Returning Home to Kick-start a Career

Scott Campbell, AIA, has spent more than a decade at VIA Design, which he joined after the Great Recession and where he’s now a principal, helping the firm reach new heights.

I graduated in 2009, in the middle of the recession. A significant portion of my graduating class never entered the profession. So, I took a part-time consulting job in Washington, D.C. Over a year later, I started working at VIA Design. We were a small firm when I started in 2010, and I was their third employee coming back from the recession and today we have over 15 people. I went from knowing absolutely nothing about the profession to getting licensed within four years, becoming a project architect, project manager, and then a principal by age 30.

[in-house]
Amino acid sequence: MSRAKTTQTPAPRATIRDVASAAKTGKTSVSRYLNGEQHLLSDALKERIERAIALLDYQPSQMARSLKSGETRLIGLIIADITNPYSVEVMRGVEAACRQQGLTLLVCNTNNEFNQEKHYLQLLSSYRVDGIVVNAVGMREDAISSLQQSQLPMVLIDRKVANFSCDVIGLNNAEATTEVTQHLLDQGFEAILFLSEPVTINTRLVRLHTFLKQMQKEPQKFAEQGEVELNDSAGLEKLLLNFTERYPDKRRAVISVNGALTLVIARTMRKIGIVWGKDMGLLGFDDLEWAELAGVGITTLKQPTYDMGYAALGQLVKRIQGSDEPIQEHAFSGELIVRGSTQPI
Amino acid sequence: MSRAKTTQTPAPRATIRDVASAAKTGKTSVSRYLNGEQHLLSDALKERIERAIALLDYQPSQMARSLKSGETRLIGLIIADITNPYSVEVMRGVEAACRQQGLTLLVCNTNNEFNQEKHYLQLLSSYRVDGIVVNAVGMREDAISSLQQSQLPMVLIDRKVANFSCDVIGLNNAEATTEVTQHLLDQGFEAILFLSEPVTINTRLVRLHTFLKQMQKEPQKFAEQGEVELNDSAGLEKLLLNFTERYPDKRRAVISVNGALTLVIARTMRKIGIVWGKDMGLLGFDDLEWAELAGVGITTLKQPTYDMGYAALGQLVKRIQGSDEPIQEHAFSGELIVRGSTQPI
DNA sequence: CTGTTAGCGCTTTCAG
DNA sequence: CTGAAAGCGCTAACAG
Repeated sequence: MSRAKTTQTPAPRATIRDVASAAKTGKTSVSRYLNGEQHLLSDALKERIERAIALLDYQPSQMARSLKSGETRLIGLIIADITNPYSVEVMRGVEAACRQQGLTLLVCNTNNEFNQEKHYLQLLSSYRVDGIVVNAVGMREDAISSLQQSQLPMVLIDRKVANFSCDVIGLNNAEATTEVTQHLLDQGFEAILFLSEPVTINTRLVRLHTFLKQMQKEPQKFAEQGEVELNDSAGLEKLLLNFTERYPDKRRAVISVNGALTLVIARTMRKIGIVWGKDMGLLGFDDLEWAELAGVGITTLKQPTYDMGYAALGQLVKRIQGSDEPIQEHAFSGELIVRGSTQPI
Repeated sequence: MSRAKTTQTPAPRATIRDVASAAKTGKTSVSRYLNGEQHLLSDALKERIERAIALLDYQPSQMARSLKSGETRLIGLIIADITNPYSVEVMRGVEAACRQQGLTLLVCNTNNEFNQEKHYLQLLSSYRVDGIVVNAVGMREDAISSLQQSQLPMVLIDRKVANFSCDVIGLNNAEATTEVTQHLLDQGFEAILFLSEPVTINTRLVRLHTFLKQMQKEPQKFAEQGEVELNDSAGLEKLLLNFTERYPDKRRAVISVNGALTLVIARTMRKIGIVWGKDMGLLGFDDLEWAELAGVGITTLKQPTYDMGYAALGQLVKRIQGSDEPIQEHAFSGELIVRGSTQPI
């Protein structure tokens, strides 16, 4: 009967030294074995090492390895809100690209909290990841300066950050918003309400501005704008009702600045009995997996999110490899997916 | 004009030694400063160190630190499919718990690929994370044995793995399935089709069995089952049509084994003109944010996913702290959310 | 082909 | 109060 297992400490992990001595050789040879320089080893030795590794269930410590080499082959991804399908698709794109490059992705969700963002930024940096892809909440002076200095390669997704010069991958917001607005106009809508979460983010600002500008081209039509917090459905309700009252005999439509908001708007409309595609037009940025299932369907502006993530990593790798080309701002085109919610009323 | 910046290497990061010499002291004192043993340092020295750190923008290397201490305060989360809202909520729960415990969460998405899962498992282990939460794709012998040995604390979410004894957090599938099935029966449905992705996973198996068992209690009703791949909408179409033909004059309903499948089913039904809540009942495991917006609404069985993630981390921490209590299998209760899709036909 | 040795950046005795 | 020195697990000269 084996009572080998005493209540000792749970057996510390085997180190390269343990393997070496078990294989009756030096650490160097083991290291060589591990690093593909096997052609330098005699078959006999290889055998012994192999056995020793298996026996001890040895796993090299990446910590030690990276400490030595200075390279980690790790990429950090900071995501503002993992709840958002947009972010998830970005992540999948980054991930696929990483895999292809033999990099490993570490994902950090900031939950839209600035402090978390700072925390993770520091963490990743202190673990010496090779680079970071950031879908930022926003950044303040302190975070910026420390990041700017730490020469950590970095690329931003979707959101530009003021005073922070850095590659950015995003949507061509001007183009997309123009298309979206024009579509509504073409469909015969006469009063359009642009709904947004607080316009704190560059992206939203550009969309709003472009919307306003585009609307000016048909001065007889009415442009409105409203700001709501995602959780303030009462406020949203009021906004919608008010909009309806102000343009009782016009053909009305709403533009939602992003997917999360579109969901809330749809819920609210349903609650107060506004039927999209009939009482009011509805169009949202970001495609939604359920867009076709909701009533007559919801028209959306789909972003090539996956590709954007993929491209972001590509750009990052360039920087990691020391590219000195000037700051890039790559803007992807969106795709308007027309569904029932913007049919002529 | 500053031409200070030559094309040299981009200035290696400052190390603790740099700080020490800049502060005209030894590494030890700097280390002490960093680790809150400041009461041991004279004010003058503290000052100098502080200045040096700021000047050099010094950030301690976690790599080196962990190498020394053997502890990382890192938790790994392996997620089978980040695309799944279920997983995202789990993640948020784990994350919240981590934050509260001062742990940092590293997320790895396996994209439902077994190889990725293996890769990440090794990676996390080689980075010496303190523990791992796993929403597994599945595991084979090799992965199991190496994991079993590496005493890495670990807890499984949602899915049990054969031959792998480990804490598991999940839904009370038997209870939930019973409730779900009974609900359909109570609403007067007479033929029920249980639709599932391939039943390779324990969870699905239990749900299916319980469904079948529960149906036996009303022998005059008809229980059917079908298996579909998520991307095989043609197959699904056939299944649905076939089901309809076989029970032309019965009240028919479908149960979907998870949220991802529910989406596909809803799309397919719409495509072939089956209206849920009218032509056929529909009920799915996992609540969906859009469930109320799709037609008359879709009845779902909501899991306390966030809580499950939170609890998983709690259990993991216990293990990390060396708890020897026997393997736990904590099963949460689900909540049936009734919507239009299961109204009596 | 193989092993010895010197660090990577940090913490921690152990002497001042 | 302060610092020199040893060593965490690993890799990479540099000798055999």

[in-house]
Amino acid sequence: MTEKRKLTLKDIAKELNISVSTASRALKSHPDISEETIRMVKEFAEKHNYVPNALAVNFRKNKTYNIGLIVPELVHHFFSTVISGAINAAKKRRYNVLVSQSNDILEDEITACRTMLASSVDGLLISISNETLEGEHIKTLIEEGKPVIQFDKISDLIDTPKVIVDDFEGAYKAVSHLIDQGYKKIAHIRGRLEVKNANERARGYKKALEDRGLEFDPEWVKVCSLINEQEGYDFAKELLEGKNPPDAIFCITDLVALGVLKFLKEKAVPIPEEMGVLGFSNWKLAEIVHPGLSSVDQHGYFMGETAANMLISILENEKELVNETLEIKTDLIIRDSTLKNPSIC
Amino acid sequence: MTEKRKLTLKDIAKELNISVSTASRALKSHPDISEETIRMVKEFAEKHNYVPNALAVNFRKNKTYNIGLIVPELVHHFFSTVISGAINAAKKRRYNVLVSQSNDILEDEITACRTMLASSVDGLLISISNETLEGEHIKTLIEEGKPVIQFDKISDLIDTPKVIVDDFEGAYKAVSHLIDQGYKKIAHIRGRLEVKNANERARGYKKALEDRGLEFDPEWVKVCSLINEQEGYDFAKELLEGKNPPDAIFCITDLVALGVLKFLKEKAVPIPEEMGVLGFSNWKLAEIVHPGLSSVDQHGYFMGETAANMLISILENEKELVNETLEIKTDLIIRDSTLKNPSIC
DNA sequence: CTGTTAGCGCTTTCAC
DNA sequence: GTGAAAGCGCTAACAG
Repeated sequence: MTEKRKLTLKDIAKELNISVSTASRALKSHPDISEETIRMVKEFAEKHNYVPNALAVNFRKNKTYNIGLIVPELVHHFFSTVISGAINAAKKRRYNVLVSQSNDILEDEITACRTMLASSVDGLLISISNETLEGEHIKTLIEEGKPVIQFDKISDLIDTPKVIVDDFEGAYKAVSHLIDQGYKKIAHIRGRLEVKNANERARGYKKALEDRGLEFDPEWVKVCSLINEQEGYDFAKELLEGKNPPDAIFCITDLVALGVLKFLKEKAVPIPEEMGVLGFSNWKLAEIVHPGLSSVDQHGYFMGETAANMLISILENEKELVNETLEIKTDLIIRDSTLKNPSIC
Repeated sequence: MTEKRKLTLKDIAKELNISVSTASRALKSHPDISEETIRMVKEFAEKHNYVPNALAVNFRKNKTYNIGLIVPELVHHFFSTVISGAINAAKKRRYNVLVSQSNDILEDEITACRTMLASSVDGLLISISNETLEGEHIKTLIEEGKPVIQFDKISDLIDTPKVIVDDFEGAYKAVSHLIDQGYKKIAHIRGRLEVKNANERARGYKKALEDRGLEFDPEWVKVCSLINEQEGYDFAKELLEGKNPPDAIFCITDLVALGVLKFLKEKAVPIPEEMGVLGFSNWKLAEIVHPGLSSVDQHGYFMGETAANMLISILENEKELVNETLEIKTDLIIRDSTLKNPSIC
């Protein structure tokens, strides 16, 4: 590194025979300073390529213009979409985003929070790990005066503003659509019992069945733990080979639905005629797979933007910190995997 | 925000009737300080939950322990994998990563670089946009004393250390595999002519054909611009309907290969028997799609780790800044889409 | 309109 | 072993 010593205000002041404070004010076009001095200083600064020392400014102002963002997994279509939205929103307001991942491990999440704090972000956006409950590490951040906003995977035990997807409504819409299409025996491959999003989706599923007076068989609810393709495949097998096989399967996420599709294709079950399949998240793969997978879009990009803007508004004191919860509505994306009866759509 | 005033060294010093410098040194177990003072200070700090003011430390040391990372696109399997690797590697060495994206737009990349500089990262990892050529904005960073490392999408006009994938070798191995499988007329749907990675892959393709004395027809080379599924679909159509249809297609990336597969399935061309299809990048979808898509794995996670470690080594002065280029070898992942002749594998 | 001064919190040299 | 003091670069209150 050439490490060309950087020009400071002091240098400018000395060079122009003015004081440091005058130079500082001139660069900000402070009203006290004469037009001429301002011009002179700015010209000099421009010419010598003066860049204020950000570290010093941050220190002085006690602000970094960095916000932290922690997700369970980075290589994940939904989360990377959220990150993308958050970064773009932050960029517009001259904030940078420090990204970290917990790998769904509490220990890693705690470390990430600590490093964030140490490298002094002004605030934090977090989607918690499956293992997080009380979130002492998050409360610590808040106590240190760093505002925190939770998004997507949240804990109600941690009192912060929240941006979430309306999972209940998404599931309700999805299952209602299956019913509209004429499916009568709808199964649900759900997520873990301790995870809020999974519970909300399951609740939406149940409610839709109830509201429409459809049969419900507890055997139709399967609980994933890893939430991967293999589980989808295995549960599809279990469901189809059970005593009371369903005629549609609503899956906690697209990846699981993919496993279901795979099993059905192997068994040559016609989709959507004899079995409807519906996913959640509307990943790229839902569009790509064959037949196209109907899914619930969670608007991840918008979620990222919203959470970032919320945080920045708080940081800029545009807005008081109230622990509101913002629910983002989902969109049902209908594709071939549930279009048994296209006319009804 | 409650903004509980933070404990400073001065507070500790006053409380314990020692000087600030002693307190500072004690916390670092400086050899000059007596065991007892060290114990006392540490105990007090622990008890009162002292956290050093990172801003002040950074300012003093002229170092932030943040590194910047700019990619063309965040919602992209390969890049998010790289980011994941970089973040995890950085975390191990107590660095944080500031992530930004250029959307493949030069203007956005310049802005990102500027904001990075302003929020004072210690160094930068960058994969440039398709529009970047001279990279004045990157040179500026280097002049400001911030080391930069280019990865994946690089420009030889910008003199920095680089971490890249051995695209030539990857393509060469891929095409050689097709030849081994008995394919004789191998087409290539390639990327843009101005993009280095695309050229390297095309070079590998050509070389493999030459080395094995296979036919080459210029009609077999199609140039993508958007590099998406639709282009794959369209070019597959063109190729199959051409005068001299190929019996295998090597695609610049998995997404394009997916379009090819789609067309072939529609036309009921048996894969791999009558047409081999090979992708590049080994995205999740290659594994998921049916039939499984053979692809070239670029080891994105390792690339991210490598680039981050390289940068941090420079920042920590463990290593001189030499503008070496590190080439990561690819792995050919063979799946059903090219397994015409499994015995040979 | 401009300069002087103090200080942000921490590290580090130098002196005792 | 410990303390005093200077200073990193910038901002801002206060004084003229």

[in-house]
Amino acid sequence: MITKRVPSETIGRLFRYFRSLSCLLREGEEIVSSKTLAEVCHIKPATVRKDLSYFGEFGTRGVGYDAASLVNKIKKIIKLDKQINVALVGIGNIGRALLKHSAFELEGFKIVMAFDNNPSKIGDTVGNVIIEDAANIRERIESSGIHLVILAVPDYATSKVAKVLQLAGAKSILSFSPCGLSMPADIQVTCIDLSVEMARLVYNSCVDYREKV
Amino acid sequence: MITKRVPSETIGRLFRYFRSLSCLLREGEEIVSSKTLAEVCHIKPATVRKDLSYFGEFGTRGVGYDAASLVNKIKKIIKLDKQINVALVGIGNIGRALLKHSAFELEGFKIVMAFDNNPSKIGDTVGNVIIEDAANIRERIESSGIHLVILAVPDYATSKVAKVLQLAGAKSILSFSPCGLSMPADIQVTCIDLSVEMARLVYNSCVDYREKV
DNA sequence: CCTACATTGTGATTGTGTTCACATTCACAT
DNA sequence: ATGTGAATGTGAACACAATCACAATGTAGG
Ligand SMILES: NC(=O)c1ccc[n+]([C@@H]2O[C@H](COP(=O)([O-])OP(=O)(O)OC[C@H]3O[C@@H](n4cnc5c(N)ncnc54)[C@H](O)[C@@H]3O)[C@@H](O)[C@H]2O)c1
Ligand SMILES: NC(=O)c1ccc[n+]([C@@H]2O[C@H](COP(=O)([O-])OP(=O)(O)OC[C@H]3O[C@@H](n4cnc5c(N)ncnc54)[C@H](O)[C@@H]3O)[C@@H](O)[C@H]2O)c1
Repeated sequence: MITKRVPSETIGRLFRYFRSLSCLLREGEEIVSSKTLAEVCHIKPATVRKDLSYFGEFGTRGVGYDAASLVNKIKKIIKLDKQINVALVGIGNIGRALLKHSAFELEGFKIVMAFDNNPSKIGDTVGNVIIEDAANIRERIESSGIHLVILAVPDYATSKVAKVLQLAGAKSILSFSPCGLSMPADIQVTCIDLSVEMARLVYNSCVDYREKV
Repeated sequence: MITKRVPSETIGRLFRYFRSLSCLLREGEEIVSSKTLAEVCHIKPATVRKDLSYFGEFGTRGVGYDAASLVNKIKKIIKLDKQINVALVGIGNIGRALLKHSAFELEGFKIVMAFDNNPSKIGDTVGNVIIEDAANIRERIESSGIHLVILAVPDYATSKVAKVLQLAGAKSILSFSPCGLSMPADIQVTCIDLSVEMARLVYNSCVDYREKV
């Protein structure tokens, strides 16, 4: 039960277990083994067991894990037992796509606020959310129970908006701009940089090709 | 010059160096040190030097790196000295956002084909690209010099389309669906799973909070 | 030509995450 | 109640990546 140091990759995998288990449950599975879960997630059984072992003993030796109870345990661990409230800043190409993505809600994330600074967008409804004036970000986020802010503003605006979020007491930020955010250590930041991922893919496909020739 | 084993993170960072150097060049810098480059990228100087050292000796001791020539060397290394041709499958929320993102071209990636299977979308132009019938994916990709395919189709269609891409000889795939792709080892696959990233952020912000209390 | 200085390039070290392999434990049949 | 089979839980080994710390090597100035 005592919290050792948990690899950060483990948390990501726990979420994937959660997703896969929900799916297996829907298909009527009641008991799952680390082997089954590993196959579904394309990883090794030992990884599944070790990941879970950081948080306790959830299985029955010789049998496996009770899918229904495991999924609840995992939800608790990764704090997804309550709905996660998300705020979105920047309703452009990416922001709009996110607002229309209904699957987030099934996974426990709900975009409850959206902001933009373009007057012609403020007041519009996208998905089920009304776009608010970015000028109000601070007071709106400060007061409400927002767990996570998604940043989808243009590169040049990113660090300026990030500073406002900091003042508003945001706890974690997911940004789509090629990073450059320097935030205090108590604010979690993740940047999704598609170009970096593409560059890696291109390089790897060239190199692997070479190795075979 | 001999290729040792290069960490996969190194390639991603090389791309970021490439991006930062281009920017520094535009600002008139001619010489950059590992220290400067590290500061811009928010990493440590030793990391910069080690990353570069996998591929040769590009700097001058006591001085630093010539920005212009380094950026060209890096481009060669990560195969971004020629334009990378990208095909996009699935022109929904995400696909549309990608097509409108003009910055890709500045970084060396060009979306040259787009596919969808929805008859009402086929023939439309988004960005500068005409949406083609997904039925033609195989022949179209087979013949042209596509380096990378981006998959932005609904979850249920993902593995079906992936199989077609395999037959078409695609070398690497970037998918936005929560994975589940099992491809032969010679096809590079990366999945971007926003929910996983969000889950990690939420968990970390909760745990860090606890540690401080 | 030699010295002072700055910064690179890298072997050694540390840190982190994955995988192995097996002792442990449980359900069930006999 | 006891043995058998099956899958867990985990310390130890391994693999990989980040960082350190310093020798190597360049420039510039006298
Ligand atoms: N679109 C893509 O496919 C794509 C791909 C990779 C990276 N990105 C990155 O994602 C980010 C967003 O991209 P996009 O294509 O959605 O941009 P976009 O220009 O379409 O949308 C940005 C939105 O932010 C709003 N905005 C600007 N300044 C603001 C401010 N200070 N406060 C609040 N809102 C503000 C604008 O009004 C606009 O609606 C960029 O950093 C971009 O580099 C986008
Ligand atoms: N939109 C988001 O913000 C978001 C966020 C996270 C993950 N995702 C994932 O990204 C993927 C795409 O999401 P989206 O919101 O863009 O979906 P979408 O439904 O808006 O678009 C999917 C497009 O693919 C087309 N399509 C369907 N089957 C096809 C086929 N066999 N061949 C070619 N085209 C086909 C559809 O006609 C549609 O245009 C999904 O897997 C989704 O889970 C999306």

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Getting Started: An Architect’s Field Guide to Energy Modeling

Contributors: Andrew McKinley, AIA, LEED AP and Mickey Chapa, AIA, LEED AP BD+C, LFA

Architects are at the forefront of design decisions that impact energy consumption, yet we are on the tail end of analyzing these decisions.  Reliance on mechanical engineers to inform us of the consequence of our decisions cannot continue if we are going to influence the future sustainability of the built environment. Whether you’re new to projecting and analyzing your projects’ energy usage or a seasoned professional, this guide will help orient you towards achieving your targets. Implementing a consistent approach to energy modeling within your firm is a labor-intensive effort. Before launching, get prepared by packing your bag with the tools you’ll need to be successful.

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